In a letter to fellow-Republicans on the Hill today, Senator Jeff Sessions declares with admirable straightforwardness that the GOP establishment’s main argument for the Gang of Eight immigration bill — that “the great lesson of the 2012 election is that the GOP needs to push for immediate amnesty and a drastic surge in low-skill immigration” — is quite simply ”nonsense.” He is, of course, correct. That is true, moreover, of every other argument advanced in favor of the bill by the Gang of Eight and the GOP establishment. All these arguments have been investigated to death, generally by Mark Krikorian on these pages, but also by a wide range of critics elsewhere, notably Mickey Kaus. I can’t think of a single one that has survived its vivisection — no, vivisection is performed on living things; the correct term for examining these arguments is post mortem.
That doesn’t deter the usual suspects from producing the same exploded arguments again and again like a magician producing a series of dead parrots from his hat and vainly ordering them to say “Lovely Bill.” Today’s letter from GOP donors and fundraisers — i.e., the GOP establishment — to the House Republicans repeats the same dreary fallacies. It scarcely seems worth the cost of the stamps. And as Mickey Kaus points out, its organizer, former Bush II commerce secretary Carlos Guterriez, more or less admits that this is a struggle between Republican donors and Republican voters. In fact it’s worse than that. This struggle pits a political coalition of the Republican and Democrat establishments versus blue-collar workers in both parties and of all ethnicities. And the electoral realities of such a struggle don’t favor the establishments.
That’s the strongest point in the letter from Jeff Sessions. This is not his demolition of the establishment rationale for the bill but his argument that opposing it could be a main element in a Republican pitch to the blue-collar voter. The Reagan Democrats drifted away from the GOP in the 1990s in response to the different appeals of Bill Clinton and Ross Perot. Neither George Bush, nor John McCain, nor Mitt Romney made serious attempts to win them back. Mitt Romney was anyway the Republican candidate least likely to appeal to working class (or even lower-middle-class) voters. Once the Obama campaign had cleverly demonized him as Mr. Vulture Capitalist, it felt able to ignore this (still numerous) section of the electorate — until at the last minute it panicked and sent in Bill Clinton to prevent any slippage to Romney. The result is an American blue-collar vote that the Democrats have alienated but that the Republicans have not bothered to woo.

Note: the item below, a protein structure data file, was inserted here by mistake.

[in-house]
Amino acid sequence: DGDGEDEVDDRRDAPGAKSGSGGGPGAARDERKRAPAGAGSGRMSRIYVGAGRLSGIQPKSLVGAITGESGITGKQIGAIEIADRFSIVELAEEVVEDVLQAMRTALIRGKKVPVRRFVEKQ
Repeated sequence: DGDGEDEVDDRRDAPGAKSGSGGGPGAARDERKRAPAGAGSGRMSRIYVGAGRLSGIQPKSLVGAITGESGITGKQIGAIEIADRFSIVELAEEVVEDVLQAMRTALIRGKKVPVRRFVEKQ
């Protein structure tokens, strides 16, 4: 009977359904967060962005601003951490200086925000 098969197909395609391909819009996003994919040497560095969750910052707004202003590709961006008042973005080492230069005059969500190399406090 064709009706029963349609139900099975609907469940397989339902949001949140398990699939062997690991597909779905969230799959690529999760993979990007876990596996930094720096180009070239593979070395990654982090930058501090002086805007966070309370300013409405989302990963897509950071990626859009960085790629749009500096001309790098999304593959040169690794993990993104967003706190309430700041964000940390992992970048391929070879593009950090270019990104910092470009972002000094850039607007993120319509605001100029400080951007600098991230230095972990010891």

The Democrats are uneasily aware of the danger this poses to them. It is one factor in their passionate but guarded support for the Gang of Eight immigration bill and explains their insistence in three Congresses that Republicans give them “cover” on the issue. The bill is a direct attack on the living standards and job opportunities of low-income Americans of all ethnicities. If the Republicans support it, that would be another signal to blue-collar workers that the GOP is at best indifferent to their interests. Yesterday’s letter from Republican donors would be Exhibit One in any election campaign. But all over the world conservative parties are winning more votes from working-class voters as leftist parties make gains in an increasingly public-sector middle class. By fighting the Gang of Eight bill on the explicit grounds that it penalizes hard-working and lower-paid Americans, the GOP could make even larger gains than Reagan made in the 1980s among these voters. And this electoral bloc dwarfs any other in numerical terms.
Sessions sees this; the GOP establishment does not. Or if it does, it is sacrificing the political interests of the Republican party (and the economic interests of lower-paid Americans) to its own short-term economic adantage.